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Unauthorized use of owner's CPU for sharing DSL & Programs

June 11, 2012 at 13:50:17
Specs: Windows 7, 712
Newly purchased CPU was configured by a 3RD party. An accessory was added for backup but analysis of its contents revealed multiple users, inter net addresses, sub controllers, floppy drives,local disks (non-partitioned), profiles & data of multiple users simultaneously accessing owners dsl connection, CPU programs, modems, ports, operating systems (including security); event & security logs revealed detailed time frames for logons and identified users by number. These multi-pronged breaches of owner's personal data were fraudulently navigated by unknown entities, all to the detriment and frustration of owner. Copyright and trademark statutes were likewise compromised by 3RD party utilization of owner's programs/software made possible by owner's license agreements with CPU providers. Even percentages were called out, such as 23 per cent, 10 per cent. When new security provider ESET was installed, Host invasion Prevention detected the aforementioned scheme. The CPU is so thoroughly infected with malaware, systems on systems removed ESET, zipped its files and disabled supporting systems and substituted its own security provider. Finally, the system is in lockdown with no way to exit dos and run a factory restart. passwords have been changed. Owner has lost control of its CPU.

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June 11, 2012 at 14:01:27
A CPU is a chip that fits in the socket on the motherboard, it can't be "configured by a 3RD party". I think what you're referring to as a "CPU" is the computer itself. See your other thread for more info.

Unplug the power cord & open the case. Find the clear CMOS jumper & move it to the "clear" position. Wait a few seconds, then move it back. Plug in the power cord & reboot. The BIOS password will be cleared & all BIOS settings (including date & time) will be reset. If you can't find the jumper, simply remove the CMOS battery for a few seconds instead.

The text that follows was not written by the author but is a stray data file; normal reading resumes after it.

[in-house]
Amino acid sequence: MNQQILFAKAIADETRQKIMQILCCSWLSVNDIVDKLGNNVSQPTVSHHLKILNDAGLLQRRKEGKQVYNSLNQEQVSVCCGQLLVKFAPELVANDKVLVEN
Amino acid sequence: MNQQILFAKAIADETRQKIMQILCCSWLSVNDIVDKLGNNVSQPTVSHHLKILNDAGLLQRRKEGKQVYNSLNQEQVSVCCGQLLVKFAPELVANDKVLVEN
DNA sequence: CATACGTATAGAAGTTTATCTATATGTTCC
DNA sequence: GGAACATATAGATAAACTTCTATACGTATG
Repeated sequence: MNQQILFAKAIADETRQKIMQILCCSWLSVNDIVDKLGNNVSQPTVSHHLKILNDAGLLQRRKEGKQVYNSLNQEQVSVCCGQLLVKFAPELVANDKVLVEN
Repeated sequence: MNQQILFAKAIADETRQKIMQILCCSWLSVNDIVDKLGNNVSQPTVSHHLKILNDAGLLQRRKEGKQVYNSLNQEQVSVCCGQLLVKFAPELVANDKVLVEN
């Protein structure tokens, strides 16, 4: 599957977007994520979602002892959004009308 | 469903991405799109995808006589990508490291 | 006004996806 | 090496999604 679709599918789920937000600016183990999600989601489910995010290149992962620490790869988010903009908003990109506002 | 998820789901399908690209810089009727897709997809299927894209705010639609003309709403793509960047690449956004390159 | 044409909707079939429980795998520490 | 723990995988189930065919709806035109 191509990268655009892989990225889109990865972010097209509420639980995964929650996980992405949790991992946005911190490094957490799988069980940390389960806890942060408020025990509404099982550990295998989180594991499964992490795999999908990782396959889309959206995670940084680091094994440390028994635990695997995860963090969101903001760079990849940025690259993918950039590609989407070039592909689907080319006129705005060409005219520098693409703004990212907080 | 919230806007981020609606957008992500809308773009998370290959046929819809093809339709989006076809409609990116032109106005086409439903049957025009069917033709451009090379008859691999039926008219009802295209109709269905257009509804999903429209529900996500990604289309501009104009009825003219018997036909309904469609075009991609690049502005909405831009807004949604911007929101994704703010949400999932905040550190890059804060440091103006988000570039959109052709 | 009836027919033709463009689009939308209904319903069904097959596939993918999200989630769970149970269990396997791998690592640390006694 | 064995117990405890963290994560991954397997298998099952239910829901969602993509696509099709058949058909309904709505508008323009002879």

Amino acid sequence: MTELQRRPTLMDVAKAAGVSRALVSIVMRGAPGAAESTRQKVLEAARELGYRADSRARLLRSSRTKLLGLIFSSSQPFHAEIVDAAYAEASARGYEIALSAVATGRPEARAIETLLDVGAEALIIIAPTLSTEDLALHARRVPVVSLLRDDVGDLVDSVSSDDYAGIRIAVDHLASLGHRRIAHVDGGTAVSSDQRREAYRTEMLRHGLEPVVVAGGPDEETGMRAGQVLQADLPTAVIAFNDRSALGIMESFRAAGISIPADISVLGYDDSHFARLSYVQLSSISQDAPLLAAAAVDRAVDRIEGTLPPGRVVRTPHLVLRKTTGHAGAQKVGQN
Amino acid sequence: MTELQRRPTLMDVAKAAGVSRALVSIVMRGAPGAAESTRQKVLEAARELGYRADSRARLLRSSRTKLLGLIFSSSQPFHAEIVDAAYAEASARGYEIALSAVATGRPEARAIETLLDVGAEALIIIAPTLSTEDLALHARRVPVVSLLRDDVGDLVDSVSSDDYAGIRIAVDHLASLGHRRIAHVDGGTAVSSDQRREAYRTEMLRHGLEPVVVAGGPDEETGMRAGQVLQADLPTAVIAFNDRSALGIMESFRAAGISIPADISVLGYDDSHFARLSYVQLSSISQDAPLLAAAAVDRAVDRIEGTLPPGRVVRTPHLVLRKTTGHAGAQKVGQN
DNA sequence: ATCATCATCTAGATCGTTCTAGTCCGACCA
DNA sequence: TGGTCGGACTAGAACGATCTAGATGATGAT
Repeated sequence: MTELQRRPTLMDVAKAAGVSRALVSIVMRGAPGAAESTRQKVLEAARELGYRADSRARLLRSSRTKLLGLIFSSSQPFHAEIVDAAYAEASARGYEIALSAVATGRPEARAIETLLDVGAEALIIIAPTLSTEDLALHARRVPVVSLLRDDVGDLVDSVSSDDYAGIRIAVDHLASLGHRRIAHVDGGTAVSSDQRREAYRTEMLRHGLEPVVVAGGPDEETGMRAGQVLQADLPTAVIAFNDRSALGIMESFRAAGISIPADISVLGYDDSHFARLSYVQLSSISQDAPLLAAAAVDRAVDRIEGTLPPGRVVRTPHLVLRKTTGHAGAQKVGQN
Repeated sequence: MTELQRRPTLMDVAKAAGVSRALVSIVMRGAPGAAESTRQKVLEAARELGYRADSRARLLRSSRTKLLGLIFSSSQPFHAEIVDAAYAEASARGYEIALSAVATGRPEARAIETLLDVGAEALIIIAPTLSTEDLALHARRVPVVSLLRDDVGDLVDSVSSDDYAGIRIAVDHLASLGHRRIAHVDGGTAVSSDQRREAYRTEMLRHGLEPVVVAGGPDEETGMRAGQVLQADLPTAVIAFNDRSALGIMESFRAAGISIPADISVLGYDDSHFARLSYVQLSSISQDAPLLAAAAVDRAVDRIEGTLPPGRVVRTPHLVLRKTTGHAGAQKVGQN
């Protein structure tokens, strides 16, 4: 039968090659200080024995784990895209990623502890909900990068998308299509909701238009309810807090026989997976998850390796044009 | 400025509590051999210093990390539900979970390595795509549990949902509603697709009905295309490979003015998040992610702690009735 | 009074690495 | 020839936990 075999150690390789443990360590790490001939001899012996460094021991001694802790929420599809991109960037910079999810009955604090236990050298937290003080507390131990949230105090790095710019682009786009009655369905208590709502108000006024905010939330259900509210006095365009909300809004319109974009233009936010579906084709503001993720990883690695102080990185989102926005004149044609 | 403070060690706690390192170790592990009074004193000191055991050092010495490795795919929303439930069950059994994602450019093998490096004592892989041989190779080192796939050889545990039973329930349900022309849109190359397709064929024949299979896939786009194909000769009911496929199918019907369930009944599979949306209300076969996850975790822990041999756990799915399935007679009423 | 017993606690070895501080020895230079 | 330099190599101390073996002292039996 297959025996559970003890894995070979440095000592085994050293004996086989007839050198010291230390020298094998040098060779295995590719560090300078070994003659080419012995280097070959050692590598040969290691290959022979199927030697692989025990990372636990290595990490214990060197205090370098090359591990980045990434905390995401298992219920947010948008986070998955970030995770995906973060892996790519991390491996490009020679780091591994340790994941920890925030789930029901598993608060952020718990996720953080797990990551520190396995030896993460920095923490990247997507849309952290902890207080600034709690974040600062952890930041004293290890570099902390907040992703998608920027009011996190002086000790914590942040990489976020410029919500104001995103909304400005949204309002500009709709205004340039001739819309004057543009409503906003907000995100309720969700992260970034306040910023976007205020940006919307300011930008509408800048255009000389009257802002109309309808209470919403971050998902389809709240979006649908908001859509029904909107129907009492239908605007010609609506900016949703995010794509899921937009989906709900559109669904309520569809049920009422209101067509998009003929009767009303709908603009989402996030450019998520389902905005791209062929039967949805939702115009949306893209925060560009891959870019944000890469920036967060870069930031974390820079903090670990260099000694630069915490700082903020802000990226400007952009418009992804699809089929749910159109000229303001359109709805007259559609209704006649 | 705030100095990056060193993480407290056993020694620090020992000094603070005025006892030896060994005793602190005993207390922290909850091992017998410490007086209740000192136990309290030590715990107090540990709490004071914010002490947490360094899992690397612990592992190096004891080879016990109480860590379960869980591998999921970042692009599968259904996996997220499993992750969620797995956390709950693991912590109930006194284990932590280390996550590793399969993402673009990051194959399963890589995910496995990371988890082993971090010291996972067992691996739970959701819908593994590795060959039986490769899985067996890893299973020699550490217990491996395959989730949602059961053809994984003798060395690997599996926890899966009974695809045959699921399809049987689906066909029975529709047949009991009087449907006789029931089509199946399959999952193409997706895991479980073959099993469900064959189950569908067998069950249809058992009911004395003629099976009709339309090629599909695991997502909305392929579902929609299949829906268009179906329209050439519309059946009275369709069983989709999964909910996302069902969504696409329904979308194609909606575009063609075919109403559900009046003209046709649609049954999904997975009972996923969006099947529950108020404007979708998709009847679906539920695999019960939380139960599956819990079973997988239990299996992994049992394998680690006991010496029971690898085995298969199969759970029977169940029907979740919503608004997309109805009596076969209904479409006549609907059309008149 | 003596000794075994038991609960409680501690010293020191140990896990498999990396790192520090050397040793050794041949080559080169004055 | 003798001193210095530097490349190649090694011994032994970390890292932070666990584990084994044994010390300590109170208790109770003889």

Once you've cleared the password & reconfigured the BIOS settings, boot off a Windows disc, remove ALL partitions, create at least 2 new partitions (one for Windows, one for storage), format using NTFS, then reinstall Windows from scratch.

Of course, this means ALL data & programs will be lost, but sometimes, you've gotta do what you've gotta do. And get some decent security. Obviously whatever was installed wasn't doing it's job. Consider AVAST, AVG or Microsoft Security Essentials (all are free), along with Malwarebyte's Antimalware.

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June 11, 2012 at 14:18:41
The inexperienced owner got the computer infected. It certainly didn't arrive that way.

Educate the owner on safe computing.

Answers are only as good as the information you provide.
How to properly post a question:
Sorry no tech support via PM's

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June 11, 2012 at 17:38:57
I guess it is possible that somewhere in the build process a used drive was installed. Very unprofessional but we don't know what you have or who this third party is.

Reload the OS from OEM media. Get a good security suite on it. Learn and use as many best practices as you can to avoid this in the future.

Hang up and live.

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Related Solutions

June 13, 2012 at 18:48:24